A case study of lean software practices in an IT application support department
Ren, Xiaofei, M.S. in Engineering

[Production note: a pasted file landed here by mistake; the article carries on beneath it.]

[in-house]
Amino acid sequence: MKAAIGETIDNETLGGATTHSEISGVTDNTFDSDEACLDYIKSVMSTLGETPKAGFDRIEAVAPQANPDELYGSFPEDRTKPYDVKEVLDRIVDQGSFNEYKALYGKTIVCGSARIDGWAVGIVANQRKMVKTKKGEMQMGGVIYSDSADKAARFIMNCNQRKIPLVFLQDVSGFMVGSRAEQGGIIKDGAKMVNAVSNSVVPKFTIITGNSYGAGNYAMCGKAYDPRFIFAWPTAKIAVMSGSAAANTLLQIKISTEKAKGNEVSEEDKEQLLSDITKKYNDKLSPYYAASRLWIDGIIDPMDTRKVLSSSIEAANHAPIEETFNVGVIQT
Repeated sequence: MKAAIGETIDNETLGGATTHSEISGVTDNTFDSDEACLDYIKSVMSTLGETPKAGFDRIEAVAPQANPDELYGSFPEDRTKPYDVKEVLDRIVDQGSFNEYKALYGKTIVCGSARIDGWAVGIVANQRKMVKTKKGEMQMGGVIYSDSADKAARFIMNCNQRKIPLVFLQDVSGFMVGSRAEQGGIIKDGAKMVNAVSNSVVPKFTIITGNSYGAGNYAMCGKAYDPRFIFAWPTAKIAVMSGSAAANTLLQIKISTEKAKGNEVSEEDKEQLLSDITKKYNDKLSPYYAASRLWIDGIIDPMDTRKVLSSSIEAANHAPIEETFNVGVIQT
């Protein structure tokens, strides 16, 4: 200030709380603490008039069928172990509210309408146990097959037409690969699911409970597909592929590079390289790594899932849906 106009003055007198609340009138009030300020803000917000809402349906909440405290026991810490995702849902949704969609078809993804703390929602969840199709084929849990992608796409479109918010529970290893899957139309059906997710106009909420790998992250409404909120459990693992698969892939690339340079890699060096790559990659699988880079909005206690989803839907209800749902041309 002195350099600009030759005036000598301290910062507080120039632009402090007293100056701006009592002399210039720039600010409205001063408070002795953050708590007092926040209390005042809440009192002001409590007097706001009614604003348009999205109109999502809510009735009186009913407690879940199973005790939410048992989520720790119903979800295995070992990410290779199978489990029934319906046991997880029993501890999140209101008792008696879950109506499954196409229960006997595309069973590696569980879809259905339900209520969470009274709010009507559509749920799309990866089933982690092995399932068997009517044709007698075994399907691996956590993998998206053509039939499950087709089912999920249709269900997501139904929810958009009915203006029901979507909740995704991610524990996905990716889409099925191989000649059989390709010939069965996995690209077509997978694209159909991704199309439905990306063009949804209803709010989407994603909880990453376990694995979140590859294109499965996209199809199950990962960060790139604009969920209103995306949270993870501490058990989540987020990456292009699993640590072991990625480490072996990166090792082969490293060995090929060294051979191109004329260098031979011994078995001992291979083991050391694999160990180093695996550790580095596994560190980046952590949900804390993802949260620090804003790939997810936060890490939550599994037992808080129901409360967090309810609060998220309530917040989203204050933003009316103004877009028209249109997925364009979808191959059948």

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The concept of lean manufacturing was formed at Toyota by Taiichi Ohno, who originated the system of “Just-in-Time” production with the goals of delivering high value and cutting down waste. These concepts were partially adapted to software development in an Agile development context  where the goal is to deliver value to the customers more quickly by eliminating waste and improving quality. However, we are not aware of any published attempt to adapt lean principles to IT maintenance work. The purpose of the case study reported here is to demonstrate that the principles of lean software development could be effectively applied to a specific IT application support department. It is an empirical study of lean practices in the maintenance department of a large organization. A comparison was made from the collected data from our release management tool before and after applying the lean principles to our IT group. Our analysis shows that the lean principles improved the developers’ focus on the given corrective or preventive task. Application quality also improved to a significant extent. More importantly, our customers did see more efficient support efforts that delivered good quality in a shorter time. All in all, the newly conceived support process adapting lean principles to our situation did, in fact, deliver more highly valued software to our customers more quickly while cutting down waste. On the other hand, we also learned that there were some challenges that arose from a conflict between the new lean practices and our previous practices. The most significant of these conflicts was revealed in developer work load imbalances and customer confusion due to having to communicate with different IT support teams for different type of maintenance requests. A future adjustment of how the lean principles can be applied to IT maintenance may be necessary.